Shift in supply and demand sweeping the nation. A friend of mine moved to Orange County, Calif., just before the housing market collapsed.
...all this indicates if not a turnaround for homebuilders, at last the bottom of the market has been reached and it's time to climb back out. I should temper such excitement by adding that the market still has a huge way to go before the industry looks anything like it did before the fall, but progress is progress.
According to the Eye On Housing blog, from peak to trough, new-home sales fell 80 percent from July 2005 to February 2011, but starting in fall 2011, new-home sales increased 22 percent. Eye On Housing expects new-home sales to reach 372,000 this year.
Another housing blogger, Calculated Risk, reports 2012 will be the first year since 2005 that new-home sales will climb above year-prior numbers. It expects 360,000 new-home sales in 2012 versus 306,000 in 2011 and 1.2 million in 2005.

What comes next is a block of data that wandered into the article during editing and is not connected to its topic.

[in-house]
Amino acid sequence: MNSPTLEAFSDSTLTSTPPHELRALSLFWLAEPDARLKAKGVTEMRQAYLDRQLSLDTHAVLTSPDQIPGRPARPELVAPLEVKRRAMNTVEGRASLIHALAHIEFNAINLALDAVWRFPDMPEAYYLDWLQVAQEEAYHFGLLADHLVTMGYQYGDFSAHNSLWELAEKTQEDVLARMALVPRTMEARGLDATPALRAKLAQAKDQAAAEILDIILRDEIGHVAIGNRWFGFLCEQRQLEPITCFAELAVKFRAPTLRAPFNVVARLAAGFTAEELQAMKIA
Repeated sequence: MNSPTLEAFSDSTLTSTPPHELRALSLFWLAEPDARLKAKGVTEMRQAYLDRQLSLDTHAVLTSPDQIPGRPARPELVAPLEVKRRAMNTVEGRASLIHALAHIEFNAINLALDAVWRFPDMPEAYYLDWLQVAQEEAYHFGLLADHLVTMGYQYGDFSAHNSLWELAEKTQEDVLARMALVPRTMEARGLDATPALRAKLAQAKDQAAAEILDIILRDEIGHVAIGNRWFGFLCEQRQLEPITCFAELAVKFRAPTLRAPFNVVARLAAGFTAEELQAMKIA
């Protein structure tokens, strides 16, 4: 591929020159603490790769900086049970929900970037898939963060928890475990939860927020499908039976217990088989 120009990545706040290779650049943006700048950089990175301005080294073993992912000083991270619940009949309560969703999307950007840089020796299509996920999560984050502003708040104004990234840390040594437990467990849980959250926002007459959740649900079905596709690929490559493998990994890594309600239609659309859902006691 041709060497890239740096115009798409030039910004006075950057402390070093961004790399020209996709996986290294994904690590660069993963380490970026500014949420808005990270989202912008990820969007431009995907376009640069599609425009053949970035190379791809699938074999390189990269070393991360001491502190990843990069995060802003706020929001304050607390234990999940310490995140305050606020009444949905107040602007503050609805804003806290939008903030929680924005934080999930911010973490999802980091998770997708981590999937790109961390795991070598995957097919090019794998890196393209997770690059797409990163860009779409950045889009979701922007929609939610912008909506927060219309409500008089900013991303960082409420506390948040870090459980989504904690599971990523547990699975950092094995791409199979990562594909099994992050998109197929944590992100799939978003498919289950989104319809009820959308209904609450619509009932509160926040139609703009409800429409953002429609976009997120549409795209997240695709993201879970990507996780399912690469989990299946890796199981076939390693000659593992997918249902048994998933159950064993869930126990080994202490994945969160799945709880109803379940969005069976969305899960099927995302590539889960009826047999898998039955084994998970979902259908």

Calculated Risk also said the ratio of existing homes sold to new-home sales is normally 6-to-1. Today, it's about 12-to-1, which is an improvement from the abyss when it was 18-to-1.
Outside the industry itself, others are beginning to take notice that things are looking better for homebuilders. In August, Wells Fargo, as an example, announced it was unveiling a new division that will solely focus on lending to regional and midsize homebuilders, a group that uses debt to purchase development land.
Via Debe Maxwell www.iCharlotteRealEstate.com